There’s another compelling reason to get rid of Bill 29, which Parsons raised in the legislature Wednesday: the House of Assembly never actually debated most of it.
During the 2012 filibuster, debate essentially stalled on Clause 6 right up until then-government House leader Jerome Kennedy shut down debate. But Bill 29 was actually 34 clauses long. If you go to Hansard, there’s this incredibly depressing episode on the Thursday night when the whole thing came to an end.
“Shall Clause 6 carry?” the clerk asks. The Tories vote “aye” and the Liberals and NDP vote “nay.”
Then, the clerk asks, “Shall clauses 7 through 34 inclusive carry?” Again, the Tories vote “aye” — and that’s how the vast majority of Bill 29 got passed without actually getting debated in the legislature.
“They rammed this through,” Parsons said. “We all know that we never got to debate the entire bill.”
Lastly, there’s the curious case of Paul Lane. I went back to the tape of the speech he gave on Jan. 20, when he jumped ship from the Tories and joined up with the Liberals. One of the major reasons he gave for making the move was “the infamous Bill 29.” But even though he was leaving the PC party because of Bill 29, Lane was at pains to make it clear that he didn’t think the legislation was all bad. “While I believe that there are many good, and many necessary amendments contained within Bill 29, the issue around cabinet documentation was, in my view, a mistake and it should be reversed.” That didn’t stop Lane from voting to repeal those “many good, and many necessary” provisions within Bill 29.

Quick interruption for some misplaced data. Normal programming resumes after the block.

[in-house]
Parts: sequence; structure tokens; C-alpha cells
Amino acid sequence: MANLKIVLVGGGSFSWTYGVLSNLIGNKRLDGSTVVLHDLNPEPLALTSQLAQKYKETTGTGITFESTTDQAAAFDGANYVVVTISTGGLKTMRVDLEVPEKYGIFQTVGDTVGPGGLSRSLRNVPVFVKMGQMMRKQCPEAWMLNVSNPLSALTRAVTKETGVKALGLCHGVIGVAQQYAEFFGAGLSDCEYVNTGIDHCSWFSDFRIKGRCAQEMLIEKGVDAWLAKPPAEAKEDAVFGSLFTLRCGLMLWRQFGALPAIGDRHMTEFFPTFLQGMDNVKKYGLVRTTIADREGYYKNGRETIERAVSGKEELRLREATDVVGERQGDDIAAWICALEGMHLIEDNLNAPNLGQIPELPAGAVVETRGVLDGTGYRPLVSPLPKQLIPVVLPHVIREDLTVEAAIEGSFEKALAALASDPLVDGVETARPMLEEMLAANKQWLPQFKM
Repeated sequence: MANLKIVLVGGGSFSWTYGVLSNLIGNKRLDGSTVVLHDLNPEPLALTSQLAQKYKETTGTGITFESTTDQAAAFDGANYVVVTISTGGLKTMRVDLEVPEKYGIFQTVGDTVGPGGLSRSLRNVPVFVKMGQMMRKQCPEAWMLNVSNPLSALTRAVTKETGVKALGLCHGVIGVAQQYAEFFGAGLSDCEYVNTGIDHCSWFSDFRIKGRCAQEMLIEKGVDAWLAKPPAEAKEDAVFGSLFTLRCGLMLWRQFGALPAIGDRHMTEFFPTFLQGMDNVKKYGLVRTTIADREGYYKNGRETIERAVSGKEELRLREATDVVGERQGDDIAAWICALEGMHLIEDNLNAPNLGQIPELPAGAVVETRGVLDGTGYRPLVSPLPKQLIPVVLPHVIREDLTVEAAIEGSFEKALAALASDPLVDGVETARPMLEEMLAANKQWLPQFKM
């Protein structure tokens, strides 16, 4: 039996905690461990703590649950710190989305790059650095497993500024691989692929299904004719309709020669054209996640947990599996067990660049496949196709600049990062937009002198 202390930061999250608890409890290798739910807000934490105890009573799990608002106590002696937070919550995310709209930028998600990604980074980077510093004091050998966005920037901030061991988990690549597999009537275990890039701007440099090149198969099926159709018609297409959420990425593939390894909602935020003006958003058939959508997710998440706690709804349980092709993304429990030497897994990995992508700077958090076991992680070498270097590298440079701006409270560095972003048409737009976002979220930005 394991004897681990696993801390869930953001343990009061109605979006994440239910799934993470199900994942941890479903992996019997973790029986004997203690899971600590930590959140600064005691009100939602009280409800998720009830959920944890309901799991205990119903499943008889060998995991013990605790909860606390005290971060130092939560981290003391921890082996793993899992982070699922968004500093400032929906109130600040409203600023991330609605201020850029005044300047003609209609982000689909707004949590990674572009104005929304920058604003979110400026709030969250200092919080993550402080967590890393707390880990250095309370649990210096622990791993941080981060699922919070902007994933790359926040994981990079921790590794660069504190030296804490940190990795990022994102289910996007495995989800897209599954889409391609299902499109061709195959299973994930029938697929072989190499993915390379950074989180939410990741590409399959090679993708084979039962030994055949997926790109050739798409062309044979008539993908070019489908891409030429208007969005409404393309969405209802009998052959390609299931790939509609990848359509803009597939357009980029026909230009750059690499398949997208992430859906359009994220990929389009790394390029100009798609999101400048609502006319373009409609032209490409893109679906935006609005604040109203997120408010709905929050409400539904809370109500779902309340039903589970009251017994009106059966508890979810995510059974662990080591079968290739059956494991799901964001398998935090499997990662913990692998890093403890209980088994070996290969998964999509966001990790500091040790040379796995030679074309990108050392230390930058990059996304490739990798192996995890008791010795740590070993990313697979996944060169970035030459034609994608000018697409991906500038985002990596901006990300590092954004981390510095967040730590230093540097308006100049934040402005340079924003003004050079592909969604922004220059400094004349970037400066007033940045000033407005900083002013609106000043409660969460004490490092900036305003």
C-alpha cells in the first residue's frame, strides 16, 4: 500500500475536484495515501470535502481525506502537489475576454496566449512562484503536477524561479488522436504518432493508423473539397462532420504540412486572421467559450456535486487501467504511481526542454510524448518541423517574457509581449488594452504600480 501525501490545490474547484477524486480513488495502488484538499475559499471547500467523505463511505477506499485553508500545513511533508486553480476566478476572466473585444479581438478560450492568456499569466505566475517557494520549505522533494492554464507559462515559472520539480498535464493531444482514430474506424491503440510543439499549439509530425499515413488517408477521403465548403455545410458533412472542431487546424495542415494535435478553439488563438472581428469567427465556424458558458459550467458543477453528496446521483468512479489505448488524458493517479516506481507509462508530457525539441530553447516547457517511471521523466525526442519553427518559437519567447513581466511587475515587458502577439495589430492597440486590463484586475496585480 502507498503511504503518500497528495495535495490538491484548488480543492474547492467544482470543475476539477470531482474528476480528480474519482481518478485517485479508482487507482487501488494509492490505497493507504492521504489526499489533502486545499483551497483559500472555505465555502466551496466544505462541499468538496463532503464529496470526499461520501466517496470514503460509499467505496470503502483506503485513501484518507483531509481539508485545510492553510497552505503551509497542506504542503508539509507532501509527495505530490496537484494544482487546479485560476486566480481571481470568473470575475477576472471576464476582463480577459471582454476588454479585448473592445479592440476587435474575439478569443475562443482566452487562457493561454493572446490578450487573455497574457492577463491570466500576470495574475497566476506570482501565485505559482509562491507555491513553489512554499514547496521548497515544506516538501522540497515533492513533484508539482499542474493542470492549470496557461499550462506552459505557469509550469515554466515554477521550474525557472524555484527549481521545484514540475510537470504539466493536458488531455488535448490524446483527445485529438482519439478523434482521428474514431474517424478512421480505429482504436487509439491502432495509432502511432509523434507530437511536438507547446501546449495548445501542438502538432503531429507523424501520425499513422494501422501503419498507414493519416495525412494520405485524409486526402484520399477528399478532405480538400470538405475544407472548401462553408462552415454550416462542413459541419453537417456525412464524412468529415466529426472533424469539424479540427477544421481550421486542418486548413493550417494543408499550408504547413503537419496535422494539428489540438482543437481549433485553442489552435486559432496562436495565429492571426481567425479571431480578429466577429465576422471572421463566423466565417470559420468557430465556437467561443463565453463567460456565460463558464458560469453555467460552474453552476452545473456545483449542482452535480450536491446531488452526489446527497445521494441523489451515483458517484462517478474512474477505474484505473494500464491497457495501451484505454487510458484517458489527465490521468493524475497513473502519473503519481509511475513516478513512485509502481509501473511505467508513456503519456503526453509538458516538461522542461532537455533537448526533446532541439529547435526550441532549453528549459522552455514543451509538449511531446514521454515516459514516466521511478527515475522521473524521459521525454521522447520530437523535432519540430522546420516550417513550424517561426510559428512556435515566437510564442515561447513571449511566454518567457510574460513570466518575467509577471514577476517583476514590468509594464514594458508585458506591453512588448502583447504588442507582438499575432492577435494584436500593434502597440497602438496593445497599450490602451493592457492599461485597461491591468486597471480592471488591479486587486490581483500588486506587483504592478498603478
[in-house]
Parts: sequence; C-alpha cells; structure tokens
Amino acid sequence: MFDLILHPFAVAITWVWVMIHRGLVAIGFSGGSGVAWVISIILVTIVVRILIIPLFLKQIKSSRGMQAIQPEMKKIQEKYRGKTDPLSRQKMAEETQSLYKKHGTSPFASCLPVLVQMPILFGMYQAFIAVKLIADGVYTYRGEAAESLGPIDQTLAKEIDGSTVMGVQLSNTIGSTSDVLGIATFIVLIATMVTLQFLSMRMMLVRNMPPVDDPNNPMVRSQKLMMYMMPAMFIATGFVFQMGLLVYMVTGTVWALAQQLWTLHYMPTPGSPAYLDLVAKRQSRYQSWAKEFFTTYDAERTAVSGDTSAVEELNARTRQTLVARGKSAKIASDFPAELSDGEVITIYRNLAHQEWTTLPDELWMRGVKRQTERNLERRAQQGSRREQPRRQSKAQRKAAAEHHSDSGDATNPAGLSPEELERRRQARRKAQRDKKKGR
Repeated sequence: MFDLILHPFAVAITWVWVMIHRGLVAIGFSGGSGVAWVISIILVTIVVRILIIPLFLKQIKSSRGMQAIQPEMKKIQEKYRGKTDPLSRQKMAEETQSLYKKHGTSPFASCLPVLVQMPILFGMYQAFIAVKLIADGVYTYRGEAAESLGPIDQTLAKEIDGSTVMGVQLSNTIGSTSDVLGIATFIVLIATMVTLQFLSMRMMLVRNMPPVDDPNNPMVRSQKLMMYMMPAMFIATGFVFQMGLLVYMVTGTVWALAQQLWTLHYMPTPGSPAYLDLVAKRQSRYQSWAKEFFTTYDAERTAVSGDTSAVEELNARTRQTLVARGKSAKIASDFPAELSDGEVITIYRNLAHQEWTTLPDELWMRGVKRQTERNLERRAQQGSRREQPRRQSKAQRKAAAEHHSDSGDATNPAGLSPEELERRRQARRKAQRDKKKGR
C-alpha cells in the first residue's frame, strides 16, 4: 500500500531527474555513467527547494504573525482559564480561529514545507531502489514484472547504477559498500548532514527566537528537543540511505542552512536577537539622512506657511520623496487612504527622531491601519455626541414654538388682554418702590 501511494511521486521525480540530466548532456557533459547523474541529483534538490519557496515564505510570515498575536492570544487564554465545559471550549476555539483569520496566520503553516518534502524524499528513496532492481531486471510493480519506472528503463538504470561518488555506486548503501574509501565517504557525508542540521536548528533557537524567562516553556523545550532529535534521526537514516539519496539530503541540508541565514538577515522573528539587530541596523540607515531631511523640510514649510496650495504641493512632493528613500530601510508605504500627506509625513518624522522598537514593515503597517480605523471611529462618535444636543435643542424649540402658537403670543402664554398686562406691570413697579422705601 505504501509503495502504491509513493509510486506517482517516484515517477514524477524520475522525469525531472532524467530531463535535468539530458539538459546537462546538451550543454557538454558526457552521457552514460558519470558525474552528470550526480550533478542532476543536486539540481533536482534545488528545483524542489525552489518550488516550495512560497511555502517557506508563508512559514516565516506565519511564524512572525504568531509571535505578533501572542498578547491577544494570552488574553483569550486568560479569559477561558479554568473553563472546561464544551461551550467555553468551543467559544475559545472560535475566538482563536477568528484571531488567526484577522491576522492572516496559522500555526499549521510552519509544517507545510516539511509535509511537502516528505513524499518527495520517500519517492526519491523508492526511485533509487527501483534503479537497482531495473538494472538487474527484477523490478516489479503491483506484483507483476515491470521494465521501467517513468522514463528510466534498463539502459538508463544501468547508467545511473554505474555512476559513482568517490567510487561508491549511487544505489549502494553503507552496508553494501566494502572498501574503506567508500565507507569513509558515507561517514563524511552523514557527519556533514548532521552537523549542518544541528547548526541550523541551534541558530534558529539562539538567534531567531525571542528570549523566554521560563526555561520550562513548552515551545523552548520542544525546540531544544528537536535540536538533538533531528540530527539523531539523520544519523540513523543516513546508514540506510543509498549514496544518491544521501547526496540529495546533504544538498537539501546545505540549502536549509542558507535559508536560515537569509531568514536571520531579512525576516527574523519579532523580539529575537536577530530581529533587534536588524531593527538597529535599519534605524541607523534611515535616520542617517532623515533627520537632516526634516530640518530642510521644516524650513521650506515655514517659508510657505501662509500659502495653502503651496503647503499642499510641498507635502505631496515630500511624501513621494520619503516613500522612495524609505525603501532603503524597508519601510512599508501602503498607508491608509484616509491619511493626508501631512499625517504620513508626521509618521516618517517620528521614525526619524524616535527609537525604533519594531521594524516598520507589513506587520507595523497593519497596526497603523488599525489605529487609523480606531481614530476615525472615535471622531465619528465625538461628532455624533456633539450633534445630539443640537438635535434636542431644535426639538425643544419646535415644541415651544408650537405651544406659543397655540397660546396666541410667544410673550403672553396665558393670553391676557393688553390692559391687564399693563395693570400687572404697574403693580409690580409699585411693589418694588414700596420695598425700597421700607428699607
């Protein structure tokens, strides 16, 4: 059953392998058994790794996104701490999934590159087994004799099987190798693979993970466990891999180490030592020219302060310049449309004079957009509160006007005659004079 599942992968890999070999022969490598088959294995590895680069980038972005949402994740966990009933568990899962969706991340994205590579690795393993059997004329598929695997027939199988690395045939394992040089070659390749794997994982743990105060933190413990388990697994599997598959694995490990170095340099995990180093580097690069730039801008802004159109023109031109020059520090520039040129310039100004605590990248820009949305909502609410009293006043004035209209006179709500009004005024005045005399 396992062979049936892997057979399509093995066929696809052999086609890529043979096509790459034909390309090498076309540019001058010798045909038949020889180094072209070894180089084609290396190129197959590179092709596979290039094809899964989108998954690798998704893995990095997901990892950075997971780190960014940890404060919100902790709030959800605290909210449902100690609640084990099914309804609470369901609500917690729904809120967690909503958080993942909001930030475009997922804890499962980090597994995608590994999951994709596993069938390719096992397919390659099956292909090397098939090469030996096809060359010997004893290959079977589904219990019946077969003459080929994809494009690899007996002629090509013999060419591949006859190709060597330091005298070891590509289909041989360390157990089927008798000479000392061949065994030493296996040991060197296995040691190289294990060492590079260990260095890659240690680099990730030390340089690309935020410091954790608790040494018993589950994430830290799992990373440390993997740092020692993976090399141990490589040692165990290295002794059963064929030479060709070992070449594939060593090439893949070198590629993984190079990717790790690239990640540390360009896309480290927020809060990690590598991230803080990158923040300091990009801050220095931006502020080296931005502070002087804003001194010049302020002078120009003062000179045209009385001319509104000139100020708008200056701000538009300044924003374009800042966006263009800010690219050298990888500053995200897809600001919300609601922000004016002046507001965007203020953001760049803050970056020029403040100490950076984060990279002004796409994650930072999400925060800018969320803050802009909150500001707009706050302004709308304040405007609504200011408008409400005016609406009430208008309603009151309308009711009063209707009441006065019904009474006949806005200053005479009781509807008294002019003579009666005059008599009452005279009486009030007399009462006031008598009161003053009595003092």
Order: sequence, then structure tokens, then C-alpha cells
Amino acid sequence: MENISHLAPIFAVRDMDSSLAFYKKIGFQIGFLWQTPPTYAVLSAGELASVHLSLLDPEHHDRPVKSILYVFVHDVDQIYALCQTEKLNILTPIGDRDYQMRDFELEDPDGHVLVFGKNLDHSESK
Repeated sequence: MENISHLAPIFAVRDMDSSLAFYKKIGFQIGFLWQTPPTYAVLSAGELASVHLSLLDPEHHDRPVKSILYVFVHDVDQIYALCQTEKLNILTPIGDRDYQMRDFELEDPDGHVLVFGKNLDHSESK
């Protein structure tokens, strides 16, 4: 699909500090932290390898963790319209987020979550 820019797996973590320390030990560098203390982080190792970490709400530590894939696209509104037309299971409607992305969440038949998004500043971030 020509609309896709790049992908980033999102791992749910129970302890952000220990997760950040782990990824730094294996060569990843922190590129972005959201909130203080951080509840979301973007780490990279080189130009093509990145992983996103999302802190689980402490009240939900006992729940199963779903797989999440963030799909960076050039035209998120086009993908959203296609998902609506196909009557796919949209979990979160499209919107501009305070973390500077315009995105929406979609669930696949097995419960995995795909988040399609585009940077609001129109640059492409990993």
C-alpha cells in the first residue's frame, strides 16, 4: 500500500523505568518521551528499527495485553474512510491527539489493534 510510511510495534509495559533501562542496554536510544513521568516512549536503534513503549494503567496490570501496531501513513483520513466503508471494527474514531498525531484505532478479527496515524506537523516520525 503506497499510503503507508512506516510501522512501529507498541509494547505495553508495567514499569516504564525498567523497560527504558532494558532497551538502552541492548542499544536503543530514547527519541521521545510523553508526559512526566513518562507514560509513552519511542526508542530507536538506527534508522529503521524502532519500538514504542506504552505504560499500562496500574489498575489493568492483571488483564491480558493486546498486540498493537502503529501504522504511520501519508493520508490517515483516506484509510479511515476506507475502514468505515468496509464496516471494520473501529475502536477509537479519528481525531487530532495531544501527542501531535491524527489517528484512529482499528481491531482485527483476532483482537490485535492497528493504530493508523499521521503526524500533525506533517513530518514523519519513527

When I got Lane on the phone on Friday, he said, “My position on Bill 29 hasn’t changed a bit,” but he said there’s no contradiction between wanting to repeal Bill 29, and also seeing good aspects within the bill. He said, essentially, that the Liberals would clear the decks and then come up with a new and improved suite of amendments to the access to information legislation, after the Bill 29 exorcism.
“The overriding factor here with Bill 29 is really about restoring confidence and trust with government in Newfoundland and Labrador,” he said. “By taking this approach of simply starting fresh and doing proper consultations with all the people of Newfoundland and Labrador, then the final product will be something I believe that will put safeguards in place that are required, while at the same time providing all the necessary information to the people, to the media and all the other stakeholders who require it.”
And as for all of those “many good and many necessary” parts of Bill 29 that’d get repealed?
Lane said, “Well, put it this way: we got by for years without Bill 29, didn’t we?”